Founding fathers separated church, state
July 5, 2012
Vicki Bates letter of June 27, “Whose church?” was thoughtful, insightful, eloquent and long overdue. I would like to further support the points she makes regarding the great care our founding fathers took to maintain a separation of church and state by quoting some important words of two of the greatest of these patriots, Thomas Jefferson, author of the Declaration of Independence and James Madison, author of the Bill of Rights.
“Because religious belief, or nonbelief, is such an important part of every person’s life, freedom of religion affects every individual. State churches that use government power to support themselves and force their views on persons of other faiths undermine all our civil rights. Moreover, state support of the church tends to make the clergy unresponsive to the people and leads to corruption within religion. Erecting the ‘wall of separation between church and state,’ therefore, is absolutely essential in a free society.”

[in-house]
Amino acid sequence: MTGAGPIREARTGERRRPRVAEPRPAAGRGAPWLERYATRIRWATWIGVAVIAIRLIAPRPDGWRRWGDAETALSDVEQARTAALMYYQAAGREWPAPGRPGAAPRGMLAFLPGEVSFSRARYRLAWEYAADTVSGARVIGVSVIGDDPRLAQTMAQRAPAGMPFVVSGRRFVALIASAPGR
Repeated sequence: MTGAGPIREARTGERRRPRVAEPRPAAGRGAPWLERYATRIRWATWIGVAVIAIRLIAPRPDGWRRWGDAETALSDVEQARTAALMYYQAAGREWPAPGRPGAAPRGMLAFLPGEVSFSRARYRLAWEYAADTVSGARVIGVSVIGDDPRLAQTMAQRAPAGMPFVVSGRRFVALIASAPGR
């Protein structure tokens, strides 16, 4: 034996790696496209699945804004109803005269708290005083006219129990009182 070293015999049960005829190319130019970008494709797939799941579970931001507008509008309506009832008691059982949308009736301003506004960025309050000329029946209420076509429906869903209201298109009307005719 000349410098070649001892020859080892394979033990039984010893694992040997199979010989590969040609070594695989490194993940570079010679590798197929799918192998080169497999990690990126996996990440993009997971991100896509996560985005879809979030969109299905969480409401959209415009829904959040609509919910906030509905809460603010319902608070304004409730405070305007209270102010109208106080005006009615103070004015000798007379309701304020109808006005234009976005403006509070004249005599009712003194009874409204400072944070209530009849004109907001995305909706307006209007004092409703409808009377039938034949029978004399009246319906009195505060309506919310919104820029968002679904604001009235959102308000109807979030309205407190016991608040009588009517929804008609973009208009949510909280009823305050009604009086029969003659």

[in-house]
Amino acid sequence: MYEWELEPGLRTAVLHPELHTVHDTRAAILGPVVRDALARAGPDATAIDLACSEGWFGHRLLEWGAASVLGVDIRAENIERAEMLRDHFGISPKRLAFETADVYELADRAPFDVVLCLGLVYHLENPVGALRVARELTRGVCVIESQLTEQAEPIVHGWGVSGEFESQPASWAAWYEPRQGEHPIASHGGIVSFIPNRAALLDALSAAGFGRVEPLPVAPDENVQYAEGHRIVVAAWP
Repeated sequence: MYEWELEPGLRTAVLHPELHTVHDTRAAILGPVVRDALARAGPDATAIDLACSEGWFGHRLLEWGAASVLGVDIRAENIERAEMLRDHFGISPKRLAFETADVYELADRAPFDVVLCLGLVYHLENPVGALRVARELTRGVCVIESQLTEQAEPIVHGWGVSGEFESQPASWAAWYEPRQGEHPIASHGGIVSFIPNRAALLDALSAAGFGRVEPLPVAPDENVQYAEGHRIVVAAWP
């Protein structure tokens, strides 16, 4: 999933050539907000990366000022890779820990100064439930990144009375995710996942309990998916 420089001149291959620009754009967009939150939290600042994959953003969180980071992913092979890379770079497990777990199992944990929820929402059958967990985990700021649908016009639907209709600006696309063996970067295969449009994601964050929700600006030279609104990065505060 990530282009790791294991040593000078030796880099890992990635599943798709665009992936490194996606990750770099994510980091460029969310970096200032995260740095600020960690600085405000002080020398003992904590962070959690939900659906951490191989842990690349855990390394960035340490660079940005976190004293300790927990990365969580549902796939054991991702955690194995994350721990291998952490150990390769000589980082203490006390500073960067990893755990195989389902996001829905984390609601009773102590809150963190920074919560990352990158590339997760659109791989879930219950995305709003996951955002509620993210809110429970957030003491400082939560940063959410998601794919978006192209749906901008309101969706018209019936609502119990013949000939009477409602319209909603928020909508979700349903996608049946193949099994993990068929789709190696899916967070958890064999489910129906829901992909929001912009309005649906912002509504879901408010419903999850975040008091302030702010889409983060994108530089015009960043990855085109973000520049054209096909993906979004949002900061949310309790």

– President Thomas Jefferson in a speech to the Virginia Baptists (1808)
“The settled opinion here is, that religion is essentially distinct from civil Government, and exempt from its cognizance; that a connection between them is injurious to both;”
– James Madison: Letter to Edward Everett, March 18, 1823
Recommended Stories For You
Neither Jefferson nor Madison in the above quotes or in any of their other voluminous writings meant to hinder religion or diminish the role of religion in society. What they intended to do was establish a non-religious or secular government whose sole purpose was to administer earthly matters, while matters of religion were to be left purely to the churches and related institutions. Why then do so many Americans today believe they are wiser then these, the wisest of our founding fathers?
Thank you, again, Vicki.